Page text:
Nowadays, you have a lot of people who want to live a Shir HaShirim type of Judaism. Everything is beautiful - it's all "Ani l'Dodi" and "hinach yaffeh einayich". It's very emotional and idyllic, taking place in a paradise "basi l'Gani".
But we sometimes forget that there's also a Megillas Rus type of Judaism - with people working very hard, day in and day out, in the field. Where consistency and perseverance is key, and those who can't make the cut fall to the wayside. It's difficult, but it's real.
Yes, Shir HaShirim starts off wonderful but what happens at the end? "B'rach Dodi," and we don't know if He's coming back. But Rus starts with terrible conditions: famine, poverty, death - but how does it end? "v'Yishai holid es David" with David HaMelech. Moshiach...Paraphrased from a comment made by Rav Moshe Weinberger in this shiur.
Someone told me a very important principle when I started school: "You take out of your experiences what you put into it." This is especially true when success is dependent in large part by how much effort is expended. The sad thing is that simply earning a degree in higher education is not necessarily indicative of competence or ability. This is one reason why certain degrees (Doctoral programs and M.D. programs specifically) have such a high degree of selectivity and on top of that a tremendous amount of work that requires great sacrifice of one's leisure and family time. By making it so difficult they set the bar higher than the less-motivated will be inclined to reach.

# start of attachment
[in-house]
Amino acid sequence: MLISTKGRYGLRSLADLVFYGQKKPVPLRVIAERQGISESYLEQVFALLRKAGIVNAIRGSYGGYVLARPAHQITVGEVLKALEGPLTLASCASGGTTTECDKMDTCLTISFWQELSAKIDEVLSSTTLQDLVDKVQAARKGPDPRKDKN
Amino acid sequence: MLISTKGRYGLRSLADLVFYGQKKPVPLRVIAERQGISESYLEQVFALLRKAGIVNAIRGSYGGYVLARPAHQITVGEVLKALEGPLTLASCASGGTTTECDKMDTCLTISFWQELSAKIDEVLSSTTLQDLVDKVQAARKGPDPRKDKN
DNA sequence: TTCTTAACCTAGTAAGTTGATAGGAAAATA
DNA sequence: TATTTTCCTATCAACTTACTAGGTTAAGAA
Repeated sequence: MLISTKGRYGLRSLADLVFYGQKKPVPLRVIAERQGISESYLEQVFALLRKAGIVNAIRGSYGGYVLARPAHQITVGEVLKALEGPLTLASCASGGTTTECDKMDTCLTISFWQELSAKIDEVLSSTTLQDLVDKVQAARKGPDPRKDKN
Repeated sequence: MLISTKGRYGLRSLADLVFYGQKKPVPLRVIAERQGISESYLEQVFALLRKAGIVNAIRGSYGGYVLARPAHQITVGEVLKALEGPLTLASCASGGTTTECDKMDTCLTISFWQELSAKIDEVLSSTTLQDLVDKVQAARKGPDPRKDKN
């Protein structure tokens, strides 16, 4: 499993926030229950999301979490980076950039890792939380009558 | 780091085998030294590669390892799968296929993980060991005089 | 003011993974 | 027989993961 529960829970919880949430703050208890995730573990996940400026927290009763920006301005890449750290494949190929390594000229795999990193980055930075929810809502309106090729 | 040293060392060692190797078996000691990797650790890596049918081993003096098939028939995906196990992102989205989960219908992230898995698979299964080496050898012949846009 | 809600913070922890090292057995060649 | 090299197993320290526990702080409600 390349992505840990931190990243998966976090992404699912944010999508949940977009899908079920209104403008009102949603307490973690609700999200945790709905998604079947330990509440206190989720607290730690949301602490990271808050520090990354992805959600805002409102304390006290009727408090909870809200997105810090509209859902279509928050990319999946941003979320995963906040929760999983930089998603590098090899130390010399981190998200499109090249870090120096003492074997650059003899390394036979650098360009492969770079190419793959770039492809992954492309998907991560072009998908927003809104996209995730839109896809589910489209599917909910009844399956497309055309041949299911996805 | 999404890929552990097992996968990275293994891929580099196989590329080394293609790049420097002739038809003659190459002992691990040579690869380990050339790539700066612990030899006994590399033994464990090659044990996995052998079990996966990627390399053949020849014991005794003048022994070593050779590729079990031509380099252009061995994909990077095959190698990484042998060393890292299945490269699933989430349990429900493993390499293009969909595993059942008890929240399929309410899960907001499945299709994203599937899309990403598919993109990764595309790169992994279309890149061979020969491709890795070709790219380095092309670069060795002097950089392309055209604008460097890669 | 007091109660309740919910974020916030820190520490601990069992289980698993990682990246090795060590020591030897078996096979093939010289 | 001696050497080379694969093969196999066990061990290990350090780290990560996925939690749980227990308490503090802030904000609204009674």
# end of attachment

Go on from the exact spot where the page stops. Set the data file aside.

This yesod has so much significance for our generation. We live in a world where things are made to be increasingly more convenient, but that ease comes at a major cost.
If it sounds too good to be true, it usually is. Quick fixes and sudden windfalls are rarely sustainable, and nothing replaces hard work.
The same applies to our relationship with God. I personally find it difficult to fathom how people can expect anything remotely lasting to come about from hiring someone to come in for a fleeting "weekend of inspiration". Barring some sort of "real" connection with said entertainer*, it seems to me to be the equivalent of folding one's arms, leaning back, and waiting for it to come. "Here we are now, entertain us."
I don't believe in contracting out inspiration.
I don't mean to discount anyone's enjoyment and inspiration, but I just don't see it as being real. Especially when it's book-ended by lavish meals, and restricted to specific time constraints.
I know it sounds very cynical, and to be honest, it bothers me somewhat that I feel this way. But I recognize that this comes from a realization that inspiration is a delicate blend of hard work and spontaneity, and a facsimile of such an occurrence is weak and ephemeral. That is not to say that it is devoid of value, because I have seen it serve as a catalyst for growth - but those instances were rare. Exceptions to the rule (that perhaps prove the rule).
* that's a hedging phrase, but I'll elaborate in a different post, God willing.